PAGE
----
That individual then has a disproportionate power over the company especially within a smaller firm, as they know that they must be replaced and can demand a higher remuneration package.  If such an individual is receiving work from other colleagues, they can have difficulty ensuring work is up to satisfactory standards as they do not have the power or position of the Compliance team.  This is especially difficult if they are being passed cases by a supervisor or manager.

    If the individual in question is also expected to produce their own business, they may struggle to work efficiently on pension transfer work which is less lucrative for them.  This may also mean they have insufficient cases to remain fully au fait with changes in the market place.  They will not have the time to create formal structures and systems and so may work in a more ad hoc manner.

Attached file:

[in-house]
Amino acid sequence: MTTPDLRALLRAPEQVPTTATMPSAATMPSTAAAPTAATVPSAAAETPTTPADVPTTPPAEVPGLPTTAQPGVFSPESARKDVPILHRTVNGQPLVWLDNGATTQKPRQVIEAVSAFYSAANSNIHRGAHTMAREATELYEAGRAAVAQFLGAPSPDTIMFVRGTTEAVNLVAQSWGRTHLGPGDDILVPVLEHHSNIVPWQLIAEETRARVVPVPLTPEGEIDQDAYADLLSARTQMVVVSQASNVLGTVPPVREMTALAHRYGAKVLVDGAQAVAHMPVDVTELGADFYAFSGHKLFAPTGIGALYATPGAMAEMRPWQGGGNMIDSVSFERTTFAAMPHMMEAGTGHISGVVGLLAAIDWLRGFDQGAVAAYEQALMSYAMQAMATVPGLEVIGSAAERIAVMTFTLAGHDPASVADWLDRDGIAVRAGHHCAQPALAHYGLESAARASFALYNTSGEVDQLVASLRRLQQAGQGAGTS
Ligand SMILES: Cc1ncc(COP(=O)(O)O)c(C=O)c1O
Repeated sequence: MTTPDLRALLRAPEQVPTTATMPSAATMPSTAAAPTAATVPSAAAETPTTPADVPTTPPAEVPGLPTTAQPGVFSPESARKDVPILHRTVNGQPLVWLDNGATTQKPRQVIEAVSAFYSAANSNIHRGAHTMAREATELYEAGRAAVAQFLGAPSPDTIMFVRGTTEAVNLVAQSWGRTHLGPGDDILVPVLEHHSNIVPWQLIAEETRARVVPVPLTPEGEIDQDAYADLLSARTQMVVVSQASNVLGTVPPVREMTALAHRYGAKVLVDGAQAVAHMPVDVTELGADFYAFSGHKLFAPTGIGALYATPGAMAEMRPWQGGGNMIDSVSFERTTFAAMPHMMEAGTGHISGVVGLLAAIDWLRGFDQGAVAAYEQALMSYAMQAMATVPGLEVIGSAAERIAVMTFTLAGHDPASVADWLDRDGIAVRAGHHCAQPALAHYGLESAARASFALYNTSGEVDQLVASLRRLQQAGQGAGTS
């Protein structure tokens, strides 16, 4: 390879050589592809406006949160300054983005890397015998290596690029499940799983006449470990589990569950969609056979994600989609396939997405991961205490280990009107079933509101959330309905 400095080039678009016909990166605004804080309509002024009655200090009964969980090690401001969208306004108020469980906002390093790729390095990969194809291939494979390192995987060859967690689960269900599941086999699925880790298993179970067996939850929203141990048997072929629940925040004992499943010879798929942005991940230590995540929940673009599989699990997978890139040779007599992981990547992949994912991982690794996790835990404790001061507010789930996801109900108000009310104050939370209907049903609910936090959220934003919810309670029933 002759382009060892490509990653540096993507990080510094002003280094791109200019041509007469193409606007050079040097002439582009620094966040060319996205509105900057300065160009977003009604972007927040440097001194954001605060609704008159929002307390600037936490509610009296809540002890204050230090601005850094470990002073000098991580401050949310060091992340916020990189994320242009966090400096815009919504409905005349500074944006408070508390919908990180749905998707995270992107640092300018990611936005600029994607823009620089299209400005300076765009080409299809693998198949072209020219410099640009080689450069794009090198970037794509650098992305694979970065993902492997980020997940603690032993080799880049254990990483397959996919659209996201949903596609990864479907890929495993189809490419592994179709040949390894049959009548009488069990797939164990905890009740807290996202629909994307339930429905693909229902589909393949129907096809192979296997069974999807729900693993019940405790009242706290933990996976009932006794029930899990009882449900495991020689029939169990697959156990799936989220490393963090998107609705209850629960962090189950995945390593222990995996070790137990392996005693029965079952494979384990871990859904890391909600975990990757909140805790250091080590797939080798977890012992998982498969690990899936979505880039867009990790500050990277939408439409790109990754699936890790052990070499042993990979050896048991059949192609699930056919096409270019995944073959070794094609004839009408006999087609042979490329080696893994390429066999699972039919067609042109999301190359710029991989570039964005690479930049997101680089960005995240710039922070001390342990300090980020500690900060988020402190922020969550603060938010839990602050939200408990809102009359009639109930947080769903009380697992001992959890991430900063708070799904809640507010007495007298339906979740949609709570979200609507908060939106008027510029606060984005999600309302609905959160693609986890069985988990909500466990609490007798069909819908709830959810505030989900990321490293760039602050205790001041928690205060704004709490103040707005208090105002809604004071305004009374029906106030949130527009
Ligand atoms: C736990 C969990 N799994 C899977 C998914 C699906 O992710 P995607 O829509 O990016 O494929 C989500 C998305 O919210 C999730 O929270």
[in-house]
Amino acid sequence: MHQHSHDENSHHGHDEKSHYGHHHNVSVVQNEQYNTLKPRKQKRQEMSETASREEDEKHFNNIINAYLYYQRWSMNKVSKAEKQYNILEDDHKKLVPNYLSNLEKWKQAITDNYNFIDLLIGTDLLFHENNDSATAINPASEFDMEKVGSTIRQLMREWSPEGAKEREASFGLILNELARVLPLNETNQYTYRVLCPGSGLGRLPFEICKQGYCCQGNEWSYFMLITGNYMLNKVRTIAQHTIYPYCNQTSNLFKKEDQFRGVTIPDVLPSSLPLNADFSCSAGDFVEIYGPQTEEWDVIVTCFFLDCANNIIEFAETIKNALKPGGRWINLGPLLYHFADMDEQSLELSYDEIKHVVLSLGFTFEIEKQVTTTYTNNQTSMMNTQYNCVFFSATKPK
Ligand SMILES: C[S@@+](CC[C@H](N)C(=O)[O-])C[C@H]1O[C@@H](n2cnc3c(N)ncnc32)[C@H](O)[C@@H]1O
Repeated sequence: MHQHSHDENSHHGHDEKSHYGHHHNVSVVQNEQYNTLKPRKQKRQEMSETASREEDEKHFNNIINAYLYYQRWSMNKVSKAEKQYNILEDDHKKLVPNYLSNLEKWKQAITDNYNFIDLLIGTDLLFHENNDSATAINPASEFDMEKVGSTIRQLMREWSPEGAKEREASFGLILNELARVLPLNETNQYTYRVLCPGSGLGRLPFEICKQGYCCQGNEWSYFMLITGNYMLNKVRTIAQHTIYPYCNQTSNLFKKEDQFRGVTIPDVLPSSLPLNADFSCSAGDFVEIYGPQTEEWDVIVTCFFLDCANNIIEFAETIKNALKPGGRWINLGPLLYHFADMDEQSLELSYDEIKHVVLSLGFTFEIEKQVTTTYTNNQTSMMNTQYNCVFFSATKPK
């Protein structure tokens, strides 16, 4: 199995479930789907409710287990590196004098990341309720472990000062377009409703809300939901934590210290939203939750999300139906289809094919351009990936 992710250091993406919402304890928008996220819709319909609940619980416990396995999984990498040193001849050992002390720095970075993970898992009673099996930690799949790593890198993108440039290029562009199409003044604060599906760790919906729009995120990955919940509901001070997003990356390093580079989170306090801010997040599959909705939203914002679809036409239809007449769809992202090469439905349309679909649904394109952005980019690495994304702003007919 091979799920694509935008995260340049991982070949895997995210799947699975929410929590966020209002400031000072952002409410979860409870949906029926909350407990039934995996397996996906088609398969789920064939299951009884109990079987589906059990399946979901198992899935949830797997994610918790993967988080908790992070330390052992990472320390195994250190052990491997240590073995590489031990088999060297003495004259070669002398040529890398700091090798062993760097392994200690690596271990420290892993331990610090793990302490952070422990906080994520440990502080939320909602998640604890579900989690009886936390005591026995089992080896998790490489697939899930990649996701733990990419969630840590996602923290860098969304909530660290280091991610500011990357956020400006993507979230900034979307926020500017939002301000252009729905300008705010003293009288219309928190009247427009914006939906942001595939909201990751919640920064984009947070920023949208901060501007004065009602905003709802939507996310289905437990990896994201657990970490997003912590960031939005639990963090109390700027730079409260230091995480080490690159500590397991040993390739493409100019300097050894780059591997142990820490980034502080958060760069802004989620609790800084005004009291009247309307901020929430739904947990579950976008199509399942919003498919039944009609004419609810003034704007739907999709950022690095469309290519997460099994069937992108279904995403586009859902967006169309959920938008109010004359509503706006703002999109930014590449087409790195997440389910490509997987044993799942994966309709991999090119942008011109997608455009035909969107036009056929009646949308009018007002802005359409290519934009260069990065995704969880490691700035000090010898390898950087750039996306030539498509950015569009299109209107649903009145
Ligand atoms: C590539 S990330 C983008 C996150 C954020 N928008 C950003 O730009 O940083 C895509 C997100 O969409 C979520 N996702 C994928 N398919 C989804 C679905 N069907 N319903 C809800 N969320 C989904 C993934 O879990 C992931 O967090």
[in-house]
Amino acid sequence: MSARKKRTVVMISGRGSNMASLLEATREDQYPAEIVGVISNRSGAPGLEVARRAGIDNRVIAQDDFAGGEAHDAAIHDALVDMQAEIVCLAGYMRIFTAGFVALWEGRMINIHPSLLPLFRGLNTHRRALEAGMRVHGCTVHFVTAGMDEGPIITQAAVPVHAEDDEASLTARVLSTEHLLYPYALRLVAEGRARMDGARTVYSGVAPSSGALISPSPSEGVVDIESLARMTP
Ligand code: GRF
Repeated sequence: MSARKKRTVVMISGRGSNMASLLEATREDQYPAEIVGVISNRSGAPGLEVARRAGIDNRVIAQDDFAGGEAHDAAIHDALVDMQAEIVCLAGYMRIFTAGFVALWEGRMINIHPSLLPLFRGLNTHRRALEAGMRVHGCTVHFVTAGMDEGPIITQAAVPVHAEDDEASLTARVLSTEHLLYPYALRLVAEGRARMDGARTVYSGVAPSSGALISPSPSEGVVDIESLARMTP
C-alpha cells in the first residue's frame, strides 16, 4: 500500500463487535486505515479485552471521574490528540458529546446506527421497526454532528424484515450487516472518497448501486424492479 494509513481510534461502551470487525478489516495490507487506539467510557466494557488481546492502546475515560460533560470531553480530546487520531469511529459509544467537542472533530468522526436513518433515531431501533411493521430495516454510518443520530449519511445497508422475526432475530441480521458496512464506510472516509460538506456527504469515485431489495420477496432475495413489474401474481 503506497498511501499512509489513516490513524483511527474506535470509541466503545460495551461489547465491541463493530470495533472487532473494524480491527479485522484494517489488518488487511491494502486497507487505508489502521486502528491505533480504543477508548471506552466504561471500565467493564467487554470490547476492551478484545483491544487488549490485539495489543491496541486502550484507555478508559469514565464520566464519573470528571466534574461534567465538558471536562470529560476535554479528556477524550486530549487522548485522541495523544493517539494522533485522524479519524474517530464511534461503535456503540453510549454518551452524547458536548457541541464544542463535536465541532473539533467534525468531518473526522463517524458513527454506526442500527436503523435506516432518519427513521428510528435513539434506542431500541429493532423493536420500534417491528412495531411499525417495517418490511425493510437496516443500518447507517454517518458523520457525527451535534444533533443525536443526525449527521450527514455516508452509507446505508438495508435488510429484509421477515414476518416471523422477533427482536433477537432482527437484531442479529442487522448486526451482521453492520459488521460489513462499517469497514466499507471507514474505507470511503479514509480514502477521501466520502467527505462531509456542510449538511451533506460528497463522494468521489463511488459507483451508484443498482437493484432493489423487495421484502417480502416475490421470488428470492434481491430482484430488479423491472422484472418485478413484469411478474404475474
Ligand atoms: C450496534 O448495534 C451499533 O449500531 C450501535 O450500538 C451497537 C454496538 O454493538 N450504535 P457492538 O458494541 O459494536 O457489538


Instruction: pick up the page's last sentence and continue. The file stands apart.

If this individual leaves, invariably the firm reviews the situation.  We have found over the years that new clients have turned to us when such a situation has arisen and rarely reverted to the in house alternative.

    • 2.    Referring cases to another firm which specialises in this type of business

    This requires the initiating firm to pass across client details and allow another firm to deal with this specific piece of work for them.  This may mean there is a lack of impetus to complete work, which appears to result in delays in many cases.  This does frequently seem to mean there is a need to chase through progress of cases.

    It also means that the commission is paid to that other firm which may then pay a proportion back to the introducing firm.  That does affect cash flow for the introducing firm.  Additionally, certain firms set the way the commission is to be generated and this may exclude renewal commission for the introducing firm.  The actual level of commission can be significant.